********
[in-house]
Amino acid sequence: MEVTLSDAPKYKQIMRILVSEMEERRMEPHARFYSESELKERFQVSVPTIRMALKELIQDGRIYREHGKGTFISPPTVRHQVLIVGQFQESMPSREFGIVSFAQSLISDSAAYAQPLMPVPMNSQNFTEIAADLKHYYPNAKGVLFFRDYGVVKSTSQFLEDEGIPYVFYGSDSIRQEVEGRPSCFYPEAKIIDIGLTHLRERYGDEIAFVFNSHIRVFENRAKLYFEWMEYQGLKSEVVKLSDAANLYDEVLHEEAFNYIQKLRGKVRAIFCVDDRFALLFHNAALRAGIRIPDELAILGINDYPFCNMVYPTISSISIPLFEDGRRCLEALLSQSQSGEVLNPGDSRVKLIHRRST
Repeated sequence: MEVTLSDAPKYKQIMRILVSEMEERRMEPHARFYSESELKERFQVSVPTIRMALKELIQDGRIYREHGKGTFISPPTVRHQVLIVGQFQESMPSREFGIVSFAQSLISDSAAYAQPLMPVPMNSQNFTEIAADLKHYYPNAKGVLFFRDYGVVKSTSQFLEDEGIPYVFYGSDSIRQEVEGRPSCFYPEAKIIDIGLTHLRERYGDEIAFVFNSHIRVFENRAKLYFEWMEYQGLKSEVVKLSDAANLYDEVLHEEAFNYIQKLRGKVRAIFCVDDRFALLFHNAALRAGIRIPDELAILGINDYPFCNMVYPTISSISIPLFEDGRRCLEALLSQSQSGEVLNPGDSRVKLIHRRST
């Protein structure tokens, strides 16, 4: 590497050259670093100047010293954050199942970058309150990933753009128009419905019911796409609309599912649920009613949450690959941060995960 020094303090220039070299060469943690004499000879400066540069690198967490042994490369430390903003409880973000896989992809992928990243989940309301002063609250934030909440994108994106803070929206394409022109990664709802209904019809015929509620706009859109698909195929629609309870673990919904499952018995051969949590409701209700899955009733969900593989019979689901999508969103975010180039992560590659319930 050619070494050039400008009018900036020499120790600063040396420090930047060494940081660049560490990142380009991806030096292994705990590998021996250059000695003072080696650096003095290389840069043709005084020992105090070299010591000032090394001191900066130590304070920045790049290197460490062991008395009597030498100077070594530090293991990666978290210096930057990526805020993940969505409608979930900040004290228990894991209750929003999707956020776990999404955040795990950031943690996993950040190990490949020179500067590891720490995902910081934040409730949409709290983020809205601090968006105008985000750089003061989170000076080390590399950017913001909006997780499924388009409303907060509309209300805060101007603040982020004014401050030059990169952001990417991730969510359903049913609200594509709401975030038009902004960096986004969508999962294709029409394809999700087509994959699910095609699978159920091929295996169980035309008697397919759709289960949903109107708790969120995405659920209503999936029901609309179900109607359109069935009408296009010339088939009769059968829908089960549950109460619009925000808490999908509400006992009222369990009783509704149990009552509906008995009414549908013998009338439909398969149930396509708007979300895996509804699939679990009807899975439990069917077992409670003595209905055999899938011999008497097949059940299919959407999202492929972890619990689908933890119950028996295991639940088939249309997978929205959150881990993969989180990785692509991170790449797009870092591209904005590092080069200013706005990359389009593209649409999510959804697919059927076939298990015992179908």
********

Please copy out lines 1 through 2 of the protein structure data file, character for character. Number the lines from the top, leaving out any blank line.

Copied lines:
[in-house]
Amino acid sequence: MEVTLSDAPKYKQIMRILVSEMEERRMEPHARFYSESELKERFQVSVPTIRMALKELIQDGRIYREHGKGTFISPPTVRHQVLIVGQFQESMPSREFGIVSFAQSLISDSAAYAQPLMPVPMNSQNFTEIAADLKHYYPNAKGVLFFRDYGVVKSTSQFLEDEGIPYVFYGSDSIRQEVEGRPSCFYPEAKIIDIGLTHLRERYGDEIAFVFNSHIRVFENRAKLYFEWMEYQGLKSEVVKLSDAANLYDEVLHEEAFNYIQKLRGKVRAIFCVDDRFALLFHNAALRAGIRIPDELAILGINDYPFCNMVYPTISSISIPLFEDGRRCLEALLSQSQSGEVLNPGDSRVKLIHRRST